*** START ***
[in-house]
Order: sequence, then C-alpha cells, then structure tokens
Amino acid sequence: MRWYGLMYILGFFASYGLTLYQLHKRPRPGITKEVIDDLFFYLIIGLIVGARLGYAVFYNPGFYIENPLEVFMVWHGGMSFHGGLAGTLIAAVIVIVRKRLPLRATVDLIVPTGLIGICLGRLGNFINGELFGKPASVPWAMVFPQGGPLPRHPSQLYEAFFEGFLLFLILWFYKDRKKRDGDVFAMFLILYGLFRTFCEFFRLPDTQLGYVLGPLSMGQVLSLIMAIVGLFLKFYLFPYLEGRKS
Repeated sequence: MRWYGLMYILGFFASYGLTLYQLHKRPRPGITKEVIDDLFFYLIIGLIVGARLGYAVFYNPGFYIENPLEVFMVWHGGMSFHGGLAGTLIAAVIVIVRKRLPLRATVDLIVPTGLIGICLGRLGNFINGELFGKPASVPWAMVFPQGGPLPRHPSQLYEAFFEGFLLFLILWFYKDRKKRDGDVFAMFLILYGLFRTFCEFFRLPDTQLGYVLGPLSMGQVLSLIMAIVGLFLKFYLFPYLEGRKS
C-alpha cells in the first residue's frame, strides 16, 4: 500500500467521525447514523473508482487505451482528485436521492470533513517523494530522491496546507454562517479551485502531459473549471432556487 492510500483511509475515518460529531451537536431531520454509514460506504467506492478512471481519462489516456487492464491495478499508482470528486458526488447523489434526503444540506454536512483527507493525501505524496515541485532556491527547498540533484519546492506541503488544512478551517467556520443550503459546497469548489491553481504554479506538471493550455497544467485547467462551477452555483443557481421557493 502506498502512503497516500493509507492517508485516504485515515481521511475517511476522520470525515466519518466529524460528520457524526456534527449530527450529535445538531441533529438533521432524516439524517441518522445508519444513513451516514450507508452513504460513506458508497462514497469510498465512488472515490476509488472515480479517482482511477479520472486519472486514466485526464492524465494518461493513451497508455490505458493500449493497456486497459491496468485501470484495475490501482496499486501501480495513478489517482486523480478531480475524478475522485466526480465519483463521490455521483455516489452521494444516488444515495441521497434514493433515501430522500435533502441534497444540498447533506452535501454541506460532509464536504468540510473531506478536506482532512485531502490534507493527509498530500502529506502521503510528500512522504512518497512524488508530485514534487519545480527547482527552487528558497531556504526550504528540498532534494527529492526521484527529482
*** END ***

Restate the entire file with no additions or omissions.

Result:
[in-house]
Order: sequence, then C-alpha cells, then structure tokens
Amino acid sequence: MRWYGLMYILGFFASYGLTLYQLHKRPRPGITKEVIDDLFFYLIIGLIVGARLGYAVFYNPGFYIENPLEVFMVWHGGMSFHGGLAGTLIAAVIVIVRKRLPLRATVDLIVPTGLIGICLGRLGNFINGELFGKPASVPWAMVFPQGGPLPRHPSQLYEAFFEGFLLFLILWFYKDRKKRDGDVFAMFLILYGLFRTFCEFFRLPDTQLGYVLGPLSMGQVLSLIMAIVGLFLKFYLFPYLEGRKS
Repeated sequence: MRWYGLMYILGFFASYGLTLYQLHKRPRPGITKEVIDDLFFYLIIGLIVGARLGYAVFYNPGFYIENPLEVFMVWHGGMSFHGGLAGTLIAAVIVIVRKRLPLRATVDLIVPTGLIGICLGRLGNFINGELFGKPASVPWAMVFPQGGPLPRHPSQLYEAFFEGFLLFLILWFYKDRKKRDGDVFAMFLILYGLFRTFCEFFRLPDTQLGYVLGPLSMGQVLSLIMAIVGLFLKFYLFPYLEGRKS
C-alpha cells in the first residue's frame, strides 16, 4: 500500500467521525447514523473508482487505451482528485436521492470533513517523494530522491496546507454562517479551485502531459473549471432556487 492510500483511509475515518460529531451537536431531520454509514460506504467506492478512471481519462489516456487492464491495478499508482470528486458526488447523489434526503444540506454536512483527507493525501505524496515541485532556491527547498540533484519546492506541503488544512478551517467556520443550503459546497469548489491553481504554479506538471493550455497544467485547467462551477452555483443557481421557493 502506498502512503497516500493509507492517508485516504485515515481521511475517511476522520470525515466519518466529524460528520457524526456534527449530527450529535445538531441533529438533521432524516439524517441518522445508519444513513451516514450507508452513504460513506458508497462514497469510498465512488472515490476509488472515480479517482482511477479520472486519472486514466485526464492524465494518461493513451497508455490505458493500449493497456486497459491496468485501470484495475490501482496499486501501480495513478489517482486523480478531480475524478475522485466526480465519483463521490455521483455516489452521494444516488444515495441521497434514493433515501430522500435533502441534497444540498447533506452535501454541506460532509464536504468540510473531506478536506482532512485531502490534507493527509498530500502529506502521503510528500512522504512518497512524488508530485514534487519545480527547482527552487528558497531556504526550504528540498532534494527529492526521484527529482